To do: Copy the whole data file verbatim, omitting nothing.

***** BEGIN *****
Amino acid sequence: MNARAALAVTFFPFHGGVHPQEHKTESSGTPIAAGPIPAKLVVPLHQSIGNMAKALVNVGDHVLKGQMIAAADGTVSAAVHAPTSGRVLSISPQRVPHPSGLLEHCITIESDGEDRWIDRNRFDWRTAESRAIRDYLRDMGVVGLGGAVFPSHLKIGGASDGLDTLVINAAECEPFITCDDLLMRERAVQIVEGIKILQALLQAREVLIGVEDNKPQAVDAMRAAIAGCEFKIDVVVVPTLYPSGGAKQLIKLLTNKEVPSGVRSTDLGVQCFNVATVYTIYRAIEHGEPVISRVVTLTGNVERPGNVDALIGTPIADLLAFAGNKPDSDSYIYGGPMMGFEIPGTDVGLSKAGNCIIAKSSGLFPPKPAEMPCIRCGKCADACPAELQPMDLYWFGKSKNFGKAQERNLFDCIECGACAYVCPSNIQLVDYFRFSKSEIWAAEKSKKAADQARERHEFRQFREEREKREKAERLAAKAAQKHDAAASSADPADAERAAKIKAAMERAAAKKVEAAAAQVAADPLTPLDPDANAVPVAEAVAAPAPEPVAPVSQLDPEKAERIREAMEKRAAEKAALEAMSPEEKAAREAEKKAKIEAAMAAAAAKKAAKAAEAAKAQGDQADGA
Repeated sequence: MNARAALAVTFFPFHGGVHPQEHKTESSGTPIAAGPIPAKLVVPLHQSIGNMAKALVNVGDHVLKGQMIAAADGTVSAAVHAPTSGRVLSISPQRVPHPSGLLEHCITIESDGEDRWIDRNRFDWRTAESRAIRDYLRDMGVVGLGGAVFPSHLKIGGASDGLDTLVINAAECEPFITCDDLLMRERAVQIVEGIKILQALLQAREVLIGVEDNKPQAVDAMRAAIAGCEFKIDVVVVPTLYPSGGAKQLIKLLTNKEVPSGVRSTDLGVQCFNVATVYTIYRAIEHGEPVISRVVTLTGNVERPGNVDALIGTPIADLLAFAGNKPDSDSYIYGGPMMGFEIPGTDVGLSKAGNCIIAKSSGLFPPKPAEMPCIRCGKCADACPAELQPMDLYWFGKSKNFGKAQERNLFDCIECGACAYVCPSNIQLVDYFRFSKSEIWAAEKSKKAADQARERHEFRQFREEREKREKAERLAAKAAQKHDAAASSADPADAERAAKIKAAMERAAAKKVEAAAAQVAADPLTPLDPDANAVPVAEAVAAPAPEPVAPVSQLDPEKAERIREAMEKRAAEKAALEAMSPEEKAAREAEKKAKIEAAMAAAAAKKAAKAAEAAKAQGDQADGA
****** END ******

Amino acid sequence: MNARAALAVTFFPFHGGVHPQEHKTESSGTPIAAGPIPAKLVVPLHQSIGNMAKALVNVGDHVLKGQMIAAADGTVSAAVHAPTSGRVLSISPQRVPHPSGLLEHCITIESDGEDRWIDRNRFDWRTAESRAIRDYLRDMGVVGLGGAVFPSHLKIGGASDGLDTLVINAAECEPFITCDDLLMRERAVQIVEGIKILQALLQAREVLIGVEDNKPQAVDAMRAAIAGCEFKIDVVVVPTLYPSGGAKQLIKLLTNKEVPSGVRSTDLGVQCFNVATVYTIYRAIEHGEPVISRVVTLTGNVERPGNVDALIGTPIADLLAFAGNKPDSDSYIYGGPMMGFEIPGTDVGLSKAGNCIIAKSSGLFPPKPAEMPCIRCGKCADACPAELQPMDLYWFGKSKNFGKAQERNLFDCIECGACAYVCPSNIQLVDYFRFSKSEIWAAEKSKKAADQARERHEFRQFREEREKREKAERLAAKAAQKHDAAASSADPADAERAAKIKAAMERAAAKKVEAAAAQVAADPLTPLDPDANAVPVAEAVAAPAPEPVAPVSQLDPEKAERIREAMEKRAAEKAALEAMSPEEKAAREAEKKAKIEAAMAAAAAKKAAKAAEAAKAQGDQADGA
Repeated sequence: MNARAALAVTFFPFHGGVHPQEHKTESSGTPIAAGPIPAKLVVPLHQSIGNMAKALVNVGDHVLKGQMIAAADGTVSAAVHAPTSGRVLSISPQRVPHPSGLLEHCITIESDGEDRWIDRNRFDWRTAESRAIRDYLRDMGVVGLGGAVFPSHLKIGGASDGLDTLVINAAECEPFITCDDLLMRERAVQIVEGIKILQALLQAREVLIGVEDNKPQAVDAMRAAIAGCEFKIDVVVVPTLYPSGGAKQLIKLLTNKEVPSGVRSTDLGVQCFNVATVYTIYRAIEHGEPVISRVVTLTGNVERPGNVDALIGTPIADLLAFAGNKPDSDSYIYGGPMMGFEIPGTDVGLSKAGNCIIAKSSGLFPPKPAEMPCIRCGKCADACPAELQPMDLYWFGKSKNFGKAQERNLFDCIECGACAYVCPSNIQLVDYFRFSKSEIWAAEKSKKAADQARERHEFRQFREEREKREKAERLAAKAAQKHDAAASSADPADAERAAKIKAAMERAAAKKVEAAAAQVAADPLTPLDPDANAVPVAEAVAAPAPEPVAPVSQLDPEKAERIREAMEKRAAEKAALEAMSPEEKAAREAEKKAKIEAAMAAAAAKKAAKAAEAAKAQGDQADGA